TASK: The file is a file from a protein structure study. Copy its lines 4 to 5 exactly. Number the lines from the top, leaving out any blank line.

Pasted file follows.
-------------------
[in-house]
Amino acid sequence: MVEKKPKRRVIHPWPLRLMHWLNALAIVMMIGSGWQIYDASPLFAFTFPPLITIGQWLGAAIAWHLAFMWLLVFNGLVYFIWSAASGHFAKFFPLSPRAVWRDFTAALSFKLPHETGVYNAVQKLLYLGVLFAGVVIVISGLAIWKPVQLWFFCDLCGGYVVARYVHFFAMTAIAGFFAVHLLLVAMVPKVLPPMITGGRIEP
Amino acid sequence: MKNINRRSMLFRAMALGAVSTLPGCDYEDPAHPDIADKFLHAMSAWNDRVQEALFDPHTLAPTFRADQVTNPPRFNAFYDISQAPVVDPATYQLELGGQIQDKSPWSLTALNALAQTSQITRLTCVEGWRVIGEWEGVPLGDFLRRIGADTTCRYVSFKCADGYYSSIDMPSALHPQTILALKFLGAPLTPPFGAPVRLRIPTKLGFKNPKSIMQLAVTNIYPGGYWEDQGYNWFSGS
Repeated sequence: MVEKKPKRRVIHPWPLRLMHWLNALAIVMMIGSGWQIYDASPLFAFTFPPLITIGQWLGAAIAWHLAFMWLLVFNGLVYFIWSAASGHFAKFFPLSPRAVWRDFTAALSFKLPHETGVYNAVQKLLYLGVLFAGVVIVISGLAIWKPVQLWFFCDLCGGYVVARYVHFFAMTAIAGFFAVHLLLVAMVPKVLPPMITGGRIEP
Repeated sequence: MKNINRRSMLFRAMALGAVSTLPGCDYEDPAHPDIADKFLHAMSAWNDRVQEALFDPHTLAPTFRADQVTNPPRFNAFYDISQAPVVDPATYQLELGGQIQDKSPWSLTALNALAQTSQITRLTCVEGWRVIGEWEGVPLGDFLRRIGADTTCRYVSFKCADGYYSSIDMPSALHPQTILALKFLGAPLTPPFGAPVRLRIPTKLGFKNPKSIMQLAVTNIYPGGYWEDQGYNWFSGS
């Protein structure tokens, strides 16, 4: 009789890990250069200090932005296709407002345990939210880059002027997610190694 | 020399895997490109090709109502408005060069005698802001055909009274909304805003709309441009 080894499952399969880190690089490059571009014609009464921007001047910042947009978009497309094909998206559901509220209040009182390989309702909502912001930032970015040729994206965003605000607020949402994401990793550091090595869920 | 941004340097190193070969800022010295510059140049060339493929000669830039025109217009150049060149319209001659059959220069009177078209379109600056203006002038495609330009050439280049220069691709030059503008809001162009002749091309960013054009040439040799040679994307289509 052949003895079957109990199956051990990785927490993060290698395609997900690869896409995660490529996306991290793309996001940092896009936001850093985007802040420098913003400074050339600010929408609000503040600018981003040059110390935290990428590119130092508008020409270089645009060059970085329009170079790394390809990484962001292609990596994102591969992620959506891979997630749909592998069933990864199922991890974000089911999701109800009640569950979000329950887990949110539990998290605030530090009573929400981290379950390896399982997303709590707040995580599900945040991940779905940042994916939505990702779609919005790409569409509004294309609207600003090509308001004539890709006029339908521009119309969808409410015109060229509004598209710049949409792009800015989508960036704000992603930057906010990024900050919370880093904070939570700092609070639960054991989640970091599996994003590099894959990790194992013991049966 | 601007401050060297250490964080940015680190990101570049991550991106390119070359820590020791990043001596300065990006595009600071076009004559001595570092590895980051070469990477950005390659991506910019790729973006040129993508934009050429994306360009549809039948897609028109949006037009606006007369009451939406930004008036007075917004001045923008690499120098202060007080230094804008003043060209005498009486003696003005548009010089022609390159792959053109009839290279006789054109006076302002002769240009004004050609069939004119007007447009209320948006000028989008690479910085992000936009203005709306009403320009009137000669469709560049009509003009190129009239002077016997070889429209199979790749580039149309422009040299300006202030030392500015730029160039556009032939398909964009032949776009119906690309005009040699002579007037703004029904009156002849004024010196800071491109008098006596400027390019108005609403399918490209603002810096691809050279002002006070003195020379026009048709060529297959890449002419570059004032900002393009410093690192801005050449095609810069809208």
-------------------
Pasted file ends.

Repeated sequence: MVEKKPKRRVIHPWPLRLMHWLNALAIVMMIGSGWQIYDASPLFAFTFPPLITIGQWLGAAIAWHLAFMWLLVFNGLVYFIWSAASGHFAKFFPLSPRAVWRDFTAALSFKLPHETGVYNAVQKLLYLGVLFAGVVIVISGLAIWKPVQLWFFCDLCGGYVVARYVHFFAMTAIAGFFAVHLLLVAMVPKVLPPMITGGRIEP
Repeated sequence: MKNINRRSMLFRAMALGAVSTLPGCDYEDPAHPDIADKFLHAMSAWNDRVQEALFDPHTLAPTFRADQVTNPPRFNAFYDISQAPVVDPATYQLELGGQIQDKSPWSLTALNALAQTSQITRLTCVEGWRVIGEWEGVPLGDFLRRIGADTTCRYVSFKCADGYYSSIDMPSALHPQTILALKFLGAPLTPPFGAPVRLRIPTKLGFKNPKSIMQLAVTNIYPGGYWEDQGYNWFSGS